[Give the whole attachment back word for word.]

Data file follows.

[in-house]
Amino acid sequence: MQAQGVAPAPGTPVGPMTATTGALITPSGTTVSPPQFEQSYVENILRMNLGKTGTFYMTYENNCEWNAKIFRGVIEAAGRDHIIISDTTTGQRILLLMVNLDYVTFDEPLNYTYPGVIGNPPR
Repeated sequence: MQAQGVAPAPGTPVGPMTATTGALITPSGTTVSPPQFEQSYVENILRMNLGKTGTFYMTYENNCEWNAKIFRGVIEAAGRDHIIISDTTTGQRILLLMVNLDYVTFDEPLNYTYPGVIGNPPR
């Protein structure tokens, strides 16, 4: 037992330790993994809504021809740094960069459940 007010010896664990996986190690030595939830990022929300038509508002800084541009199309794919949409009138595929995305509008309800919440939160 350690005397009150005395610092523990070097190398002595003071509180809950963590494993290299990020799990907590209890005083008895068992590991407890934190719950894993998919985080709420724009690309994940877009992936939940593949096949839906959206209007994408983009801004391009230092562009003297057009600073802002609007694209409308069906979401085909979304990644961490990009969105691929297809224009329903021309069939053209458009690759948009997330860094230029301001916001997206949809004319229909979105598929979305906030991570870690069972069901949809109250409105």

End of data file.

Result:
[in-house]
Amino acid sequence: MQAQGVAPAPGTPVGPMTATTGALITPSGTTVSPPQFEQSYVENILRMNLGKTGTFYMTYENNCEWNAKIFRGVIEAAGRDHIIISDTTTGQRILLLMVNLDYVTFDEPLNYTYPGVIGNPPR
Repeated sequence: MQAQGVAPAPGTPVGPMTATTGALITPSGTTVSPPQFEQSYVENILRMNLGKTGTFYMTYENNCEWNAKIFRGVIEAAGRDHIIISDTTTGQRILLLMVNLDYVTFDEPLNYTYPGVIGNPPR
């Protein structure tokens, strides 16, 4: 037992330790993994809504021809740094960069459940 007010010896664990996986190690030595939830990022929300038509508002800084541009199309794919949409009138595929995305509008309800919440939160 350690005397009150005395610092523990070097190398002595003071509180809950963590494993290299990020799990907590209890005083008895068992590991407890934190719950894993998919985080709420724009690309994940877009992936939940593949096949839906959206209007994408983009801004391009230092562009003297057009600073802002609007694209409308069906979401085909979304990644961490990009969105691929297809224009329903021309069939053209458009690759948009997330860094230029301001916001997206949809004319229909979105598929979305906030991570870690069972069901949809109250409105």